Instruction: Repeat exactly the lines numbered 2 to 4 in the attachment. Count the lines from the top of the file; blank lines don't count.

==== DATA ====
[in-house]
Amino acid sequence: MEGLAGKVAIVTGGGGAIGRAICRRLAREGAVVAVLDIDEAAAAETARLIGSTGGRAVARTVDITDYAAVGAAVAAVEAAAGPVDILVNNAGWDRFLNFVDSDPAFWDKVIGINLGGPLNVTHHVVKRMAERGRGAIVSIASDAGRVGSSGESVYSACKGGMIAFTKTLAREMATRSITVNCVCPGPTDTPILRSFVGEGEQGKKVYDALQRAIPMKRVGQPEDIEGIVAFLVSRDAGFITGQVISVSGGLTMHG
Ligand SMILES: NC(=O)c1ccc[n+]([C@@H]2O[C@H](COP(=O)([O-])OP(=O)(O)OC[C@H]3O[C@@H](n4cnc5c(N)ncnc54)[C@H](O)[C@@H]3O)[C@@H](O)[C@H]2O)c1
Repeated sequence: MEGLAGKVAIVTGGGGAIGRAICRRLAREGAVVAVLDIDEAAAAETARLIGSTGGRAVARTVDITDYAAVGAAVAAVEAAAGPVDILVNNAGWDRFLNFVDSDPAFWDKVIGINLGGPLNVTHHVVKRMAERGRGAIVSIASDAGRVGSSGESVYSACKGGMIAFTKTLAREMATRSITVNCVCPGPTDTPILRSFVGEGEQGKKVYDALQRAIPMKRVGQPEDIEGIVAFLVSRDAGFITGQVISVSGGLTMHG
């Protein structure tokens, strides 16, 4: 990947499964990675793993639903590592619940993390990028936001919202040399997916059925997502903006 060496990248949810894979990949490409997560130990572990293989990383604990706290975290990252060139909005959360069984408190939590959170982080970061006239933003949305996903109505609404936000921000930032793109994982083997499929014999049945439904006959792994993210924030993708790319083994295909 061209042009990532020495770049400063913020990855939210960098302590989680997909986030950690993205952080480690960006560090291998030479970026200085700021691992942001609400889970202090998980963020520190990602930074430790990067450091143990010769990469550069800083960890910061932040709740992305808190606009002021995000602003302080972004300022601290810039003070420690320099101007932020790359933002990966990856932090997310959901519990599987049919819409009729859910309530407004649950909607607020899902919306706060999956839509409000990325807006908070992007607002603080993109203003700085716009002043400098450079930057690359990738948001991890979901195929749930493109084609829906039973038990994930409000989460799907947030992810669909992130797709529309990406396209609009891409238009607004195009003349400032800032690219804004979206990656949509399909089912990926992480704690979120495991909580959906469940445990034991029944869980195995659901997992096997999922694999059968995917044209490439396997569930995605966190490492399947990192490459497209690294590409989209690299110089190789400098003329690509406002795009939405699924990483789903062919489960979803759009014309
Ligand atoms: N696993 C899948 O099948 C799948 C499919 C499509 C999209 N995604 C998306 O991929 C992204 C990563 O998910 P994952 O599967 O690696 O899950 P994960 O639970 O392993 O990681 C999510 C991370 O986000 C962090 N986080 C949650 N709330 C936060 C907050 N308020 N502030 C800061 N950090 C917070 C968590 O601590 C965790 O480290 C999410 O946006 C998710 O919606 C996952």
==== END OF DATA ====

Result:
Amino acid sequence: MEGLAGKVAIVTGGGGAIGRAICRRLAREGAVVAVLDIDEAAAAETARLIGSTGGRAVARTVDITDYAAVGAAVAAVEAAAGPVDILVNNAGWDRFLNFVDSDPAFWDKVIGINLGGPLNVTHHVVKRMAERGRGAIVSIASDAGRVGSSGESVYSACKGGMIAFTKTLAREMATRSITVNCVCPGPTDTPILRSFVGEGEQGKKVYDALQRAIPMKRVGQPEDIEGIVAFLVSRDAGFITGQVISVSGGLTMHG
Ligand SMILES: NC(=O)c1ccc[n+]([C@@H]2O[C@H](COP(=O)([O-])OP(=O)(O)OC[C@H]3O[C@@H](n4cnc5c(N)ncnc54)[C@H](O)[C@@H]3O)[C@@H](O)[C@H]2O)c1
Repeated sequence: MEGLAGKVAIVTGGGGAIGRAICRRLAREGAVVAVLDIDEAAAAETARLIGSTGGRAVARTVDITDYAAVGAAVAAVEAAAGPVDILVNNAGWDRFLNFVDSDPAFWDKVIGINLGGPLNVTHHVVKRMAERGRGAIVSIASDAGRVGSSGESVYSACKGGMIAFTKTLAREMATRSITVNCVCPGPTDTPILRSFVGEGEQGKKVYDALQRAIPMKRVGQPEDIEGIVAFLVSRDAGFITGQVISVSGGLTMHG